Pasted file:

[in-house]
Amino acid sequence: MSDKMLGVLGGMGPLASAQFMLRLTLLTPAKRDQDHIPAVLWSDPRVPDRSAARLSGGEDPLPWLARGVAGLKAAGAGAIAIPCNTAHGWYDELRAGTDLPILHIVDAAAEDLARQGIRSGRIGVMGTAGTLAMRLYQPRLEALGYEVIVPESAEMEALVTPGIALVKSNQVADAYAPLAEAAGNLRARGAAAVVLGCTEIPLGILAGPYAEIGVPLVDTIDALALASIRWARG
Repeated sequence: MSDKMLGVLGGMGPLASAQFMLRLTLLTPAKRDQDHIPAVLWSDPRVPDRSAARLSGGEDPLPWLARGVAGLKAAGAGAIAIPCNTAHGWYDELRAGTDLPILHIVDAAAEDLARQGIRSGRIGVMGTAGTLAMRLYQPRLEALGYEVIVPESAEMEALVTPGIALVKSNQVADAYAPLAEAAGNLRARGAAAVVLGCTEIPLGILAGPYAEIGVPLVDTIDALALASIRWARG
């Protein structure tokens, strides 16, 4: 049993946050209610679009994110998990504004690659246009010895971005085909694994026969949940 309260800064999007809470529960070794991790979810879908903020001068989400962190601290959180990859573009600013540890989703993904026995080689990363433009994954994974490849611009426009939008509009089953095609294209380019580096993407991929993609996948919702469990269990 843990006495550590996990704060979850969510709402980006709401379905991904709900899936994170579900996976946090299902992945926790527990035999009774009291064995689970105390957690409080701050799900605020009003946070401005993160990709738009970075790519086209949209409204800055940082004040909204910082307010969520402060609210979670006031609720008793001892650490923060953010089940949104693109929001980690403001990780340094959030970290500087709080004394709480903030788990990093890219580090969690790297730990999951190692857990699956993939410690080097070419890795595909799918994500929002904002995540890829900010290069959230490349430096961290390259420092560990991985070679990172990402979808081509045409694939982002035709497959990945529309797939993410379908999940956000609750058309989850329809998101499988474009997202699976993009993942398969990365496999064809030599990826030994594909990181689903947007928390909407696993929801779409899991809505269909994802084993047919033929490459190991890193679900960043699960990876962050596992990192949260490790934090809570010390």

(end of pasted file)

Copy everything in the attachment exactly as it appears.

[in-house]
Amino acid sequence: MSDKMLGVLGGMGPLASAQFMLRLTLLTPAKRDQDHIPAVLWSDPRVPDRSAARLSGGEDPLPWLARGVAGLKAAGAGAIAIPCNTAHGWYDELRAGTDLPILHIVDAAAEDLARQGIRSGRIGVMGTAGTLAMRLYQPRLEALGYEVIVPESAEMEALVTPGIALVKSNQVADAYAPLAEAAGNLRARGAAAVVLGCTEIPLGILAGPYAEIGVPLVDTIDALALASIRWARG
Repeated sequence: MSDKMLGVLGGMGPLASAQFMLRLTLLTPAKRDQDHIPAVLWSDPRVPDRSAARLSGGEDPLPWLARGVAGLKAAGAGAIAIPCNTAHGWYDELRAGTDLPILHIVDAAAEDLARQGIRSGRIGVMGTAGTLAMRLYQPRLEALGYEVIVPESAEMEALVTPGIALVKSNQVADAYAPLAEAAGNLRARGAAAVVLGCTEIPLGILAGPYAEIGVPLVDTIDALALASIRWARG
């Protein structure tokens, strides 16, 4: 049993946050209610679009994110998990504004690659246009010895971005085909694994026969949940 309260800064999007809470529960070794991790979810879908903020001068989400962190601290959180990859573009600013540890989703993904026995080689990363433009994954994974490849611009426009939008509009089953095609294209380019580096993407991929993609996948919702469990269990 843990006495550590996990704060979850969510709402980006709401379905991904709900899936994170579900996976946090299902992945926790527990035999009774009291064995689970105390957690409080701050799900605020009003946070401005993160990709738009970075790519086209949209409204800055940082004040909204910082307010969520402060609210979670006031609720008793001892650490923060953010089940949104693109929001980690403001990780340094959030970290500087709080004394709480903030788990990093890219580090969690790297730990999951190692857990699956993939410690080097070419890795595909799918994500929002904002995540890829900010290069959230490349430096961290390259420092560990991985070679990172990402979808081509045409694939982002035709497959990945529309797939993410379908999940956000609750058309989850329809998101499988474009997202699976993009993942398969990365496999064809030599990826030994594909990181689903947007928390909407696993929801779409899991809505269909994802084993047919033929490459190991890193679900960043699960990876962050596992990192949260490790934090809570010390």